Poll: Majority say phone tracking is ‘acceptable’
(CNN) — As the government faces some backlash over its surveillance programs–details of which were leaked last week–a new poll shows Americans have changed little in their views of federal monitoring and more than half indicate they’re fine with one of the programs.
Fifty-six percent consider the government’s tracking of phone records an “acceptable way” to investigate terrorism, according to the new national survey released Monday by the Pew Research Center and The Washington Post.
The public is less supportive, however, of the government’s ability to monitor email, according to the poll.
The survey was conducted Thursday through Sunday, as information about the federal surveillance programs was being published by The Guardian and The Washington Post.
The story that first broke Thursday revealed the government had obtained a court order demanding that Verizon Business Network Services turn over details of phone calls from April to July. Intelligence officials later confirmed the program, which analysts say likely covers all U.S. carriers.
Another National Security Agency program, PRISM, allows analysts to extract the details of people’s online activities – including “audio and video chats, photographs, e-mails, documents” and other materials – from computers at Microsoft, Google, Apple and other Internet firms.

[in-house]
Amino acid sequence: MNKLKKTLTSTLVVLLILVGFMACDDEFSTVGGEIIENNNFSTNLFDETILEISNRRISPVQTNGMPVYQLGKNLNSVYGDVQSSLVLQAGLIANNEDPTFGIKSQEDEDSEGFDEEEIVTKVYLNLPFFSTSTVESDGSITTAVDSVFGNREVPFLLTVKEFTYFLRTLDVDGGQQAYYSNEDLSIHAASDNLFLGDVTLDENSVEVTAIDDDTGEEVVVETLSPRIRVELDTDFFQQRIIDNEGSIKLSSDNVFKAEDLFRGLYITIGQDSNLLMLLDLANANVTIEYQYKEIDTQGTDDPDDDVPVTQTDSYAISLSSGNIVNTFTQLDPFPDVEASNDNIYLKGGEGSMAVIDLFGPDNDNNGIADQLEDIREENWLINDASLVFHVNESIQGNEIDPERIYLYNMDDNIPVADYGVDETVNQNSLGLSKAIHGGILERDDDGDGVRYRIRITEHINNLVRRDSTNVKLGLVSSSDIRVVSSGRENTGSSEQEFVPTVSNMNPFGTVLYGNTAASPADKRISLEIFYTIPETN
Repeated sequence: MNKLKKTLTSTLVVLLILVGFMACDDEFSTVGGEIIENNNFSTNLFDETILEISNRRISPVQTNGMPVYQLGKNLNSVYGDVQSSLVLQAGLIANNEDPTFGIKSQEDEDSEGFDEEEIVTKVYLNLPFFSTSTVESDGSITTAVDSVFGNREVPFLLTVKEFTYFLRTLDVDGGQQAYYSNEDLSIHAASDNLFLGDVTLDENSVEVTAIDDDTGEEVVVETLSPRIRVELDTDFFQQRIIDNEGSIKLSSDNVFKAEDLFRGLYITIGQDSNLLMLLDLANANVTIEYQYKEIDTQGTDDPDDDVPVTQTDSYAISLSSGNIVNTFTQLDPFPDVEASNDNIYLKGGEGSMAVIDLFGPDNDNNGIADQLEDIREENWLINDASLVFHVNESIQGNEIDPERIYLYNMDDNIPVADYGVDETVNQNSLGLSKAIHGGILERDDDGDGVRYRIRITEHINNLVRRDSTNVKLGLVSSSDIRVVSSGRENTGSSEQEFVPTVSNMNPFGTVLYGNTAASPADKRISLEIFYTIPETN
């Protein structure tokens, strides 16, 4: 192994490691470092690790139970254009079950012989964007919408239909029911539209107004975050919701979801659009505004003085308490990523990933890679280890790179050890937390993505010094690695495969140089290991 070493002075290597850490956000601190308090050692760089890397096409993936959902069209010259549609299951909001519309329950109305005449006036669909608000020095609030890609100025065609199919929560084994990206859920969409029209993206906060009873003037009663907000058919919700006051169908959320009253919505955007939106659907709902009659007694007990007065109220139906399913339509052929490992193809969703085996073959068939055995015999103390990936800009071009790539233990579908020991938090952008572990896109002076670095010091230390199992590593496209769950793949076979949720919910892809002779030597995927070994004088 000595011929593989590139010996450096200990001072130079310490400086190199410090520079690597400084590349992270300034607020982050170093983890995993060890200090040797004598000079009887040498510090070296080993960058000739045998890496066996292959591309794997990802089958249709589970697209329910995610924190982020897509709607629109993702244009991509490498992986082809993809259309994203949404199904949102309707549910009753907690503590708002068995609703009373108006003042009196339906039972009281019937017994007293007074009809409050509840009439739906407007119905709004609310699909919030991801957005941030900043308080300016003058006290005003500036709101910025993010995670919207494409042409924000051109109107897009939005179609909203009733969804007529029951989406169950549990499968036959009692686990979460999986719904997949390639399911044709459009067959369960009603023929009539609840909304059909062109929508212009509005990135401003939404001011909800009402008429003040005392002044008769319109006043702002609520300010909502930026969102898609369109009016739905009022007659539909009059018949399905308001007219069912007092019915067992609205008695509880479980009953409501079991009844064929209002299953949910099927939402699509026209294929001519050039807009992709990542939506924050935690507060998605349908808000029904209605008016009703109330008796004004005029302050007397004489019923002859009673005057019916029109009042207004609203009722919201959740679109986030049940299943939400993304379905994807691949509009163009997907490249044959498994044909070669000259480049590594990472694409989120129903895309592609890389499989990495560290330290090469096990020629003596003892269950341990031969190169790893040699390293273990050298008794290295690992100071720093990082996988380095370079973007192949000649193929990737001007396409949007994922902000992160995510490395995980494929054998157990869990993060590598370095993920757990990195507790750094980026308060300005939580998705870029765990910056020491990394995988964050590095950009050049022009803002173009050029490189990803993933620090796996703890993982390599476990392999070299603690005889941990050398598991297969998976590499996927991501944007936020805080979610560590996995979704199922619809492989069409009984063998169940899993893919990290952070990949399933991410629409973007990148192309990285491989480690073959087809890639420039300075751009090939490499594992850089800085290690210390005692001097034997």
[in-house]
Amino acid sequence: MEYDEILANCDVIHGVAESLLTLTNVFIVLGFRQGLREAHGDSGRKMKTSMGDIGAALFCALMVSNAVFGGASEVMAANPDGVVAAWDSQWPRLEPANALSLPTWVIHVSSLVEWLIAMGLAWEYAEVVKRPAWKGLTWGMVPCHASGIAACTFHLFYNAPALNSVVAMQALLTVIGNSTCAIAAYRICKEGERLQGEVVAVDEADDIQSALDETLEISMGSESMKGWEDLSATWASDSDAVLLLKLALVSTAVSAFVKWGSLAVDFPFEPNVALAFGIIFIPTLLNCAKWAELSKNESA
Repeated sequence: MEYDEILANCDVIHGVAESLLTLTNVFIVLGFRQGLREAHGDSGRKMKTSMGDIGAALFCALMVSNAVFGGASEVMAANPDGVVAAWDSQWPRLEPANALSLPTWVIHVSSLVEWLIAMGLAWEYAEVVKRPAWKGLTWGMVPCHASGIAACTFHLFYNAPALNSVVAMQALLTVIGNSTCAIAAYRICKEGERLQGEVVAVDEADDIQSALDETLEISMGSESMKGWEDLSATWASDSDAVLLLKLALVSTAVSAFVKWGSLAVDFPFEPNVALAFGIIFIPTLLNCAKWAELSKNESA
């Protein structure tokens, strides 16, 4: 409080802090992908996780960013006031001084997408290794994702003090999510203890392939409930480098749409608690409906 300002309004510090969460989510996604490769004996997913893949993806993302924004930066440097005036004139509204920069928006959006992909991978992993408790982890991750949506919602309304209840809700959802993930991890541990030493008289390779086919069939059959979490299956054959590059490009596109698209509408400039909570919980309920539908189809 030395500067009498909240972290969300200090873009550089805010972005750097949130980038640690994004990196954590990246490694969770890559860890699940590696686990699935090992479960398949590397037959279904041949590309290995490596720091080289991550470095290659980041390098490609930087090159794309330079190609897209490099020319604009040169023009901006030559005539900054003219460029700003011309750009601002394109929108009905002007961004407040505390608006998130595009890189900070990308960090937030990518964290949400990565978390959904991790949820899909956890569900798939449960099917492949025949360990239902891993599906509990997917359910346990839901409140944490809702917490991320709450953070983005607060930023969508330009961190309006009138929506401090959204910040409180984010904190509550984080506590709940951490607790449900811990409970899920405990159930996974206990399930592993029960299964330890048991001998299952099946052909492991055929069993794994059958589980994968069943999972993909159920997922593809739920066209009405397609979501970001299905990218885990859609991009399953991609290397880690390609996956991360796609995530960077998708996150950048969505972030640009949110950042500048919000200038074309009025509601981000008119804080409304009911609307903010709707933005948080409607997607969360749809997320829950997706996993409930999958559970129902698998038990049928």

Asked in the survey if the government should be able to monitor emails to prevent possible terrorism, 45% say “yes,” while 52% say “no.” Those numbers are relatively unchanged from a similar questioned asked in July 2002, less than a year after the September 11 terrorist attacks in the U.S.
The poll finds “no indications” that last week’s reports “have altered fundamental public views about the tradeoff between investigating possible terrorism and protecting personal privacy,” according to Pew.
Sixty-two percent of Americans say they favor investigating terrorist threats over not intruding privacy, while 34% say the opposite. Those numbers have also changed little from Pew polls taken in November 2010 and January 2006.
Younger Americans are more supportive of privacy–even if that limits the government’s ability to investigate threats–than older Americans in general, but when asked specific questions about phone records and Internet monitoring, there is little difference between the age groups, according to the survey.
But younger people aren’t following the story as closely as older Americans. Only 12% of 18-29-year-olds are keeping up with the phone records story, while 56% are not paying attention to it at all.
Pew interviewed 1,004 adults by telephone between June 6 and June 9. The poll has a sampling error of plus or minus 3.7 percentage points.